(I’m not sure where this was going at this point. Should the school district be providing medical services to parents or family members of students? That’s a pretty big leap from the school nurse that I remember. Maybe Mom and Dad should see their own physicians.)
It sounded like the current arrangement was working just fine.
The next item was Web-based Communication Proposals. Corey Toenjes recommended Apptegy. He said 175 Missouri schools use the service and it would allow the district’s website to be quickly updated. This vendor seemed to be popular with many other schools.
Board Member Todd Miller asked if this system would include Mass Notification? Toenjes said it would not.
Apptegy was approved unanimously by the Board.
The next major item was Contracts. I’ll hit the highlights.
Corey Toenjes wanted to train 20 employees to be trainers in ALICE (school safety training). It would cost $17,000 for district employees to get a 3 year certification.
This was approved.
There were a bunch of IT purchases that were approved.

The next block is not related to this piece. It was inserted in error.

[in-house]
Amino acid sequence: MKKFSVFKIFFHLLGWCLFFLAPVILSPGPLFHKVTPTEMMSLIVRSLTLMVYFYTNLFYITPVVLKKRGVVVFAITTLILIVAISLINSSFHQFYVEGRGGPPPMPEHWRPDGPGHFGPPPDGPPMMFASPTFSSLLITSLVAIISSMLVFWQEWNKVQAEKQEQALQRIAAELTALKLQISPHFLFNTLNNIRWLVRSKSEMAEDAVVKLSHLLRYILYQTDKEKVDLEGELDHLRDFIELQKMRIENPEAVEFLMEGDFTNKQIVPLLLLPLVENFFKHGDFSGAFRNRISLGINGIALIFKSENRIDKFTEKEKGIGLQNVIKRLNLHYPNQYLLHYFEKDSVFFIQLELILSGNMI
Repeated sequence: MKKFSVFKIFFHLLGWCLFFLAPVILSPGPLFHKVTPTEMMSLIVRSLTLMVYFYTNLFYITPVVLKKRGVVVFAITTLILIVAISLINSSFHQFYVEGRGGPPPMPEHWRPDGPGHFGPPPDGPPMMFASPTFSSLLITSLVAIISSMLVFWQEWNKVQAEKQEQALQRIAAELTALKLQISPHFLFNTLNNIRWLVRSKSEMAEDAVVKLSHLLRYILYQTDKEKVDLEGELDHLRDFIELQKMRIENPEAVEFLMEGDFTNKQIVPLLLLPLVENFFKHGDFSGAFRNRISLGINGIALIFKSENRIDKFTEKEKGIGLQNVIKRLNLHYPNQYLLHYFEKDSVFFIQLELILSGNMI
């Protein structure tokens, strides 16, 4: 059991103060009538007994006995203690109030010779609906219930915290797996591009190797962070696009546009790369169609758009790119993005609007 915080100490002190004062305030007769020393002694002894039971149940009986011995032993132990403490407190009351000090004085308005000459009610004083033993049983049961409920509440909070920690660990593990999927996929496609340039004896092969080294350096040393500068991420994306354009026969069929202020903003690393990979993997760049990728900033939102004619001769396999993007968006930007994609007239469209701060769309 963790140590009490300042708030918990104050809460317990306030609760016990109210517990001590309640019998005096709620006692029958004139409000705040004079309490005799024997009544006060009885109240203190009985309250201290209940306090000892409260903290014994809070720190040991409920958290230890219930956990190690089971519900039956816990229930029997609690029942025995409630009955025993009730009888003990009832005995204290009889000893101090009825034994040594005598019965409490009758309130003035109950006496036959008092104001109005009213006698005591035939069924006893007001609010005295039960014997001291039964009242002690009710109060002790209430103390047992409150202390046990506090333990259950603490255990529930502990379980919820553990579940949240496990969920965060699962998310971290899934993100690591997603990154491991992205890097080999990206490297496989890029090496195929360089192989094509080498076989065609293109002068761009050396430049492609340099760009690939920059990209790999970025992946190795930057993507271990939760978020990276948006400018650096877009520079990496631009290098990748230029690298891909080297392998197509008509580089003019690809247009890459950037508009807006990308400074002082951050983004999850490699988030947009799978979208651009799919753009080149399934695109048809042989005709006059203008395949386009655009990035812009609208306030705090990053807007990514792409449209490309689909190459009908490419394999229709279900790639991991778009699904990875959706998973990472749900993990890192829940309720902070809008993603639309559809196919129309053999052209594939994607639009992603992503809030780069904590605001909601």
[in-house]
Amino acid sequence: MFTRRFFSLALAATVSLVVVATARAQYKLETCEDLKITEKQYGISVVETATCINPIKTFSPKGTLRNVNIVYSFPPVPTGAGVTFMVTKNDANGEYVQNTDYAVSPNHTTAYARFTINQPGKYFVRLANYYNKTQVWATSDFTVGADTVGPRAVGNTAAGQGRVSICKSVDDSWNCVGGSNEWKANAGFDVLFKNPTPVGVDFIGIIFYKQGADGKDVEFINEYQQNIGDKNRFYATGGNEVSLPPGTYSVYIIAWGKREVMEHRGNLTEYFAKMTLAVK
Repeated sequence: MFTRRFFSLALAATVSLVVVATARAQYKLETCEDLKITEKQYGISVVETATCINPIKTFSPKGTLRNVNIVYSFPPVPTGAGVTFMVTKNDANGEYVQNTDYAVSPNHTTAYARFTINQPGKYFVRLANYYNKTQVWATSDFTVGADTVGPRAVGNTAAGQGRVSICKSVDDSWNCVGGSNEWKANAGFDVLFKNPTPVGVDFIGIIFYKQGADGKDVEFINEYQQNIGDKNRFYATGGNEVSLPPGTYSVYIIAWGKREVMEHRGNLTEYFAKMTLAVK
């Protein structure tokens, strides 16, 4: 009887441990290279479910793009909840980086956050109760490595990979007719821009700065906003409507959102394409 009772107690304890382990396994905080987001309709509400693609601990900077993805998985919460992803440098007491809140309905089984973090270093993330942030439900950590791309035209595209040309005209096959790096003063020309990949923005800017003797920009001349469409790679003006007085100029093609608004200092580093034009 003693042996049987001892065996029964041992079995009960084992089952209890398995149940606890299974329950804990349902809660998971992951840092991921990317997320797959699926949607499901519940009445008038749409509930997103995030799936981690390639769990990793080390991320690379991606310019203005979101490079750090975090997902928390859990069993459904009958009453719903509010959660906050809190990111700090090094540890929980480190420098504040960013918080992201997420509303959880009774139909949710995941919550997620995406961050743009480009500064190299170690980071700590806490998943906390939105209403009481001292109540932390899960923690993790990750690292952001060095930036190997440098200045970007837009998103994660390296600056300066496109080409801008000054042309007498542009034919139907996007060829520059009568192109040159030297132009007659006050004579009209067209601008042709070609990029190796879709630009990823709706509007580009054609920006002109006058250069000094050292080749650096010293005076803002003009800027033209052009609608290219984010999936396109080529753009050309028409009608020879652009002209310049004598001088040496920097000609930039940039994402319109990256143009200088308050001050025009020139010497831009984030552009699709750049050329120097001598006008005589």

Summer School will be from June 6 through June 30 with Mondays off.
Parent Survey data was received by the district. They reduced the number of questions in the survey which appeared to have increased the level of parent participation.
The district is selling off two really old buses.
A request was approved to use the high school and middle school gyms for a volleyball tournament.
And that was that. I couldn’t stand to sit through the Missouri School Board Association monthly message video, so I left early. A man can only stomach so much.
Having written all of the above, I fully realize that once again, I’m exposing myself to the “stain” that Darrick Steen told me would mark me for opposing the status quo during last year’s School Board election. I can live with that. I’t’s simply my nature.
One thought on “February 21, 2023 School of the Osage Board of Education meeting at 6:00 p.m.”
Thank you for these good reports on the SOTO school board plus Camden County Commission meetings. Your sacrifice and thorough but easy to understand coverage is a true community service.